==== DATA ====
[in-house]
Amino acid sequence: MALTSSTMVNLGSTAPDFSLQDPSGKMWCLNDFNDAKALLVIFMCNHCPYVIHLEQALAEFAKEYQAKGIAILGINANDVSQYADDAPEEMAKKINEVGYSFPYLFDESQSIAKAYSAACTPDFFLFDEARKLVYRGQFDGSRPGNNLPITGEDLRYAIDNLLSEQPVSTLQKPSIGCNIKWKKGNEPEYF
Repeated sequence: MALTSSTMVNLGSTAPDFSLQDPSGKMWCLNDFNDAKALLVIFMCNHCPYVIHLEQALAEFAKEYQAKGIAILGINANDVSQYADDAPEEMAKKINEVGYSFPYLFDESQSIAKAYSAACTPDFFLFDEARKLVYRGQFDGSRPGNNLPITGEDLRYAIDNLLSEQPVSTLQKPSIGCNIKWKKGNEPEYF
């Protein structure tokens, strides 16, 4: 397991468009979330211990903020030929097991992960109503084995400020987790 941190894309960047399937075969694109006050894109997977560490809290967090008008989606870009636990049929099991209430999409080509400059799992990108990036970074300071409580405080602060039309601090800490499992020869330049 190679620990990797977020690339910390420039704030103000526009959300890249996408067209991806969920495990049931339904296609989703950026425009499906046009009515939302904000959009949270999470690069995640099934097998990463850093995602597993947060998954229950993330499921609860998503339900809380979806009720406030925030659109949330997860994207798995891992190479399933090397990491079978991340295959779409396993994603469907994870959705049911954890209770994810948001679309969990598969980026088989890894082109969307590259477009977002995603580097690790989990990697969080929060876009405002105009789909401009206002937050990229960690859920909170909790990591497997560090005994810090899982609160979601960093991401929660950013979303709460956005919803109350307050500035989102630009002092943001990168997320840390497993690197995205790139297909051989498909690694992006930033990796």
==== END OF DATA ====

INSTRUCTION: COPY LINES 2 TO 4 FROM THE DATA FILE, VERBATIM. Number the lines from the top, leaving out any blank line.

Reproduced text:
Amino acid sequence: MALTSSTMVNLGSTAPDFSLQDPSGKMWCLNDFNDAKALLVIFMCNHCPYVIHLEQALAEFAKEYQAKGIAILGINANDVSQYADDAPEEMAKKINEVGYSFPYLFDESQSIAKAYSAACTPDFFLFDEARKLVYRGQFDGSRPGNNLPITGEDLRYAIDNLLSEQPVSTLQKPSIGCNIKWKKGNEPEYF
Repeated sequence: MALTSSTMVNLGSTAPDFSLQDPSGKMWCLNDFNDAKALLVIFMCNHCPYVIHLEQALAEFAKEYQAKGIAILGINANDVSQYADDAPEEMAKKINEVGYSFPYLFDESQSIAKAYSAACTPDFFLFDEARKLVYRGQFDGSRPGNNLPITGEDLRYAIDNLLSEQPVSTLQKPSIGCNIKWKKGNEPEYF
């Protein structure tokens, strides 16, 4: 397991468009979330211990903020030929097991992960109503084995400020987790 941190894309960047399937075969694109006050894109997977560490809290967090008008989606870009636990049929099991209430999409080509400059799992990108990036970074300071409580405080602060039309601090800490499992020869330049 190679620990990797977020690339910390420039704030103000526009959300890249996408067209991806969920495990049931339904296609989703950026425009499906046009009515939302904000959009949270999470690069995640099934097998990463850093995602597993947060998954229950993330499921609860998503339900809380979806009720406030925030659109949330997860994207798995891992190479399933090397990491079978991340295959779409396993994603469907994870959705049911954890209770994810948001679309969990598969980026088989890894082109969307590259477009977002995603580097690790989990990697969080929060876009405002105009789909401009206002937050990229960690859920909170909790990591497997560090005994810090899982609160979601960093991401929660950013979303709460956005919803109350307050500035989102630009002092943001990168997320840390497993690197995205790139297909051989498909690694992006930033990796």